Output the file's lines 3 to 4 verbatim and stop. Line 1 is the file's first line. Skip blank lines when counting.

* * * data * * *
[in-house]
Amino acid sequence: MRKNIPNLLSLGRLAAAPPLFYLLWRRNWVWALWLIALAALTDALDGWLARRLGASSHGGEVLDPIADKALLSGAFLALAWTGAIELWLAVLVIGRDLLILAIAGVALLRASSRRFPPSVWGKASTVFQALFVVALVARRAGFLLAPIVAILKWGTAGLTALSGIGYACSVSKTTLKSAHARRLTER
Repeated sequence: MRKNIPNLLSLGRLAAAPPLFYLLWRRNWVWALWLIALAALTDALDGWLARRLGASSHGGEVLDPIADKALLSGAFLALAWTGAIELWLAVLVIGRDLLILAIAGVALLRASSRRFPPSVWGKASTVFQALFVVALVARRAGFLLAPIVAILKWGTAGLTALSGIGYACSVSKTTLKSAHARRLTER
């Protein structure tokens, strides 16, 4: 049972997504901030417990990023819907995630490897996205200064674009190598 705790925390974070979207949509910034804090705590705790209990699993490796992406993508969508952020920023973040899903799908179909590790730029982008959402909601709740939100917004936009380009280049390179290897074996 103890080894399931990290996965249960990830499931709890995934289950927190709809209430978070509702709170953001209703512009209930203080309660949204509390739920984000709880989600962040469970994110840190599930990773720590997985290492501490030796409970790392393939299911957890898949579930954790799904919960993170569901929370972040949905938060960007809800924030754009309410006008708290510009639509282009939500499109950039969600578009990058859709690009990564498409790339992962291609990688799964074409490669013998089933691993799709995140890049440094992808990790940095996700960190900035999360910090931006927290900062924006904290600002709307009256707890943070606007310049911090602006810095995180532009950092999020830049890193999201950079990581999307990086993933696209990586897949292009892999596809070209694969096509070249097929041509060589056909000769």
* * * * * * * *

Repeated sequence: MRKNIPNLLSLGRLAAAPPLFYLLWRRNWVWALWLIALAALTDALDGWLARRLGASSHGGEVLDPIADKALLSGAFLALAWTGAIELWLAVLVIGRDLLILAIAGVALLRASSRRFPPSVWGKASTVFQALFVVALVARRAGFLLAPIVAILKWGTAGLTALSGIGYACSVSKTTLKSAHARRLTER
């Protein structure tokens, strides 16, 4: 049972997504901030417990990023819907995630490897996205200064674009190598 705790925390974070979207949509910034804090705590705790209990699993490796992406993508969508952020920023973040899903799908179909590790730029982008959402909601709740939100917004936009380009280049390179290897074996 103890080894399931990290996965249960990830499931709890995934289950927190709809209430978070509702709170953001209703512009209930203080309660949204509390739920984000709880989600962040469970994110840190599930990773720590997985290492501490030796409970790392393939299911957890898949579930954790799904919960993170569901929370972040949905938060960007809800924030754009309410006008708290510009639509282009939500499109950039969600578009990058859709690009990564498409790339992962291609990688799964074409490669013998089933691993799709995140890049440094992808990790940095996700960190900035999360910090931006927290900062924006904290600002709307009256707890943070606007310049911090602006810095995180532009950092999020830049890193999201950079990581999307990086993933696209990586897949292009892999596809070209694969096509070249097929041509060589056909000769």